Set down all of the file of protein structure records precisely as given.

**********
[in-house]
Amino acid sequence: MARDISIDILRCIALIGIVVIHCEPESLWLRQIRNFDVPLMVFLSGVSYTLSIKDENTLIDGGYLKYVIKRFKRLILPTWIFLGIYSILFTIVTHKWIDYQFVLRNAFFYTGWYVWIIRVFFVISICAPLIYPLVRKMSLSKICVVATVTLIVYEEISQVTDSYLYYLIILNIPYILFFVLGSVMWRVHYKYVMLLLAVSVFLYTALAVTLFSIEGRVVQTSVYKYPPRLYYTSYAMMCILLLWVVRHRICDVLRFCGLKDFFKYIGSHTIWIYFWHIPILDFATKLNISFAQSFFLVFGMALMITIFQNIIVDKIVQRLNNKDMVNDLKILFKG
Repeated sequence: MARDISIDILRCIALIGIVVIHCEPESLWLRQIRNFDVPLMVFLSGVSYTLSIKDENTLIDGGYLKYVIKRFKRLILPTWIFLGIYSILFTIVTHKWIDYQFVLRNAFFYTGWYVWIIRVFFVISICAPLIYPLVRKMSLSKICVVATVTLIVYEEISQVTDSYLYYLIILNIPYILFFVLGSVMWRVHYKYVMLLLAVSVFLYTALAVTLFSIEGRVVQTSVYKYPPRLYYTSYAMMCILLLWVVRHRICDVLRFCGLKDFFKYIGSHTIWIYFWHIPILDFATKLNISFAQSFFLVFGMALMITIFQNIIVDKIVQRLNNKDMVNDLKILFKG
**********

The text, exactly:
[in-house]
Amino acid sequence: MARDISIDILRCIALIGIVVIHCEPESLWLRQIRNFDVPLMVFLSGVSYTLSIKDENTLIDGGYLKYVIKRFKRLILPTWIFLGIYSILFTIVTHKWIDYQFVLRNAFFYTGWYVWIIRVFFVISICAPLIYPLVRKMSLSKICVVATVTLIVYEEISQVTDSYLYYLIILNIPYILFFVLGSVMWRVHYKYVMLLLAVSVFLYTALAVTLFSIEGRVVQTSVYKYPPRLYYTSYAMMCILLLWVVRHRICDVLRFCGLKDFFKYIGSHTIWIYFWHIPILDFATKLNISFAQSFFLVFGMALMITIFQNIIVDKIVQRLNNKDMVNDLKILFKG
Repeated sequence: MARDISIDILRCIALIGIVVIHCEPESLWLRQIRNFDVPLMVFLSGVSYTLSIKDENTLIDGGYLKYVIKRFKRLILPTWIFLGIYSILFTIVTHKWIDYQFVLRNAFFYTGWYVWIIRVFFVISICAPLIYPLVRKMSLSKICVVATVTLIVYEEISQVTDSYLYYLIILNIPYILFFVLGSVMWRVHYKYVMLLLAVSVFLYTALAVTLFSIEGRVVQTSVYKYPPRLYYTSYAMMCILLLWVVRHRICDVLRFCGLKDFFKYIGSHTIWIYFWHIPILDFATKLNISFAQSFFLVFGMALMITIFQNIIVDKIVQRLNNKDMVNDLKILFKG